By Emanuel Ortiz
An accountant that can kick ass is such a far out premise, but the mysteriousness of this character made for a fascinating movie.
Ben Affleck stars as the brilliant mathematician account Christian Wolff, who uncooks the books of his occasionally dangerous clients. He takes up a new client where an accounting clerk has found financial discrepancies in their books. Christian Wolff helps this accountant named Dana Cummings (Anna Kendrick) figure out how much was lost and how, but by doing so, his life and Dana’s are put in danger. As this is going on, Ray King (J.K Simmons), who works with the Treasury Department's Crime Enforcement Division, is trying to find out who this accountant is. I really enjoyed the non-linear style of storytelling this film decided to take. There are occasional flashbacks to Christian Wolff’s childhood which shows him dealing with autism and how his father and brother helped him get through it. Flashbacks to me at times can be annoying or slow, but the ones in this movie kept me interested because it gave some answers to Christian’s mystery. Everything really came together by the end of the movie, which was satisfying to see because of how well the movie was set up.
Jon Bernthal is also in this movie and, to no surprise, playing an antagonist. Jon, Ben and Anna’s characters were, when it came down to it, the main characters of this movie. Ben’s stood out the best because of the way he portrayed this complex character. He was incredibly socially awkward due to his autism, but at the same time smart and very dangerous. Anna Kendrick was fine in her role as this sort of dorky accountant who tried to help Ben in his role and Jon Bernthal was as terrifying as in his role.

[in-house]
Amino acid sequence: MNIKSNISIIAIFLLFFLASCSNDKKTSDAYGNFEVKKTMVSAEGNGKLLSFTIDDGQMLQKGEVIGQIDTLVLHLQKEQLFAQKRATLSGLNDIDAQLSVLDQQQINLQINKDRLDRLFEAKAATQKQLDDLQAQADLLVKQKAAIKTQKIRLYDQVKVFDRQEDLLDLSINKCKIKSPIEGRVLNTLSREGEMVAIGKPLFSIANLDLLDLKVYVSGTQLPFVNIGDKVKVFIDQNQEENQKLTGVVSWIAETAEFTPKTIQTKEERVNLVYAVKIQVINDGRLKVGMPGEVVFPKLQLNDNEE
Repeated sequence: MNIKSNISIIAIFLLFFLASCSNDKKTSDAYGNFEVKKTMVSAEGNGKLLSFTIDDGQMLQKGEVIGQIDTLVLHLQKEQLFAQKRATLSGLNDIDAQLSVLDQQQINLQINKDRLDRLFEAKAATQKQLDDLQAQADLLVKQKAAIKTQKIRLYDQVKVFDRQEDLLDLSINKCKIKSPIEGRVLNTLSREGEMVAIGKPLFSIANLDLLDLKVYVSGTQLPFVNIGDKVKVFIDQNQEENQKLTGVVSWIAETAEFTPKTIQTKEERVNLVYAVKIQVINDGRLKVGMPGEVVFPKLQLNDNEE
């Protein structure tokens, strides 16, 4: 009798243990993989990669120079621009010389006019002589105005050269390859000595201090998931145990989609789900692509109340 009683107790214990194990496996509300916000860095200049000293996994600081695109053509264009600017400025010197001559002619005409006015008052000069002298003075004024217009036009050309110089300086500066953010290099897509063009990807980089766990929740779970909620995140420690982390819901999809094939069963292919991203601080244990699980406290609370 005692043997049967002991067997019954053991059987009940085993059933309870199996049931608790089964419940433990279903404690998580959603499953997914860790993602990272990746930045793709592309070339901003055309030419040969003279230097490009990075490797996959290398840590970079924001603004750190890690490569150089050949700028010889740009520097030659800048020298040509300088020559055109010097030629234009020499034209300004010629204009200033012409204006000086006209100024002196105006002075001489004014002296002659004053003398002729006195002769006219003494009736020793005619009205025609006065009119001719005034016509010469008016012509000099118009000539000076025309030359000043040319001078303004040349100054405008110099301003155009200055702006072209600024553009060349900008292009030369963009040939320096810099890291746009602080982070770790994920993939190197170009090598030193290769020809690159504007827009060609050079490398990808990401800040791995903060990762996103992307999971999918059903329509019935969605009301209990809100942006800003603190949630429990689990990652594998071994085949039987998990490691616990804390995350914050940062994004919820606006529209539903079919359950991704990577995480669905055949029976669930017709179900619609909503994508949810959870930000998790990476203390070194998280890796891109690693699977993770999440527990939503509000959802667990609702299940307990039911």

There were a few different stories going on in this movie. There was the people trying to get the accountant. There was Christian and him uncooking books and trying to stay alive, and there is also flashbacks. I thought that Ray King and his crime division really didn’t offer much to the movie. His goal is to find this accountant because of his murders, but it ultimately doesn’t really lead to anything. There is this reveal at the end that I thought was a nice addition to this subplot, but didn’t make much sense after thinking about it.
Overall, I thought this movie was nicely executed and potentially gave us another original franchise. It is hard to say because the idea of finding something wrong in a company’s books and having them trying to kill you is an idea that probably wouldn’t work the second time around. If you don’t mind a slow to start action thriller, then The Accountant is up your aisle.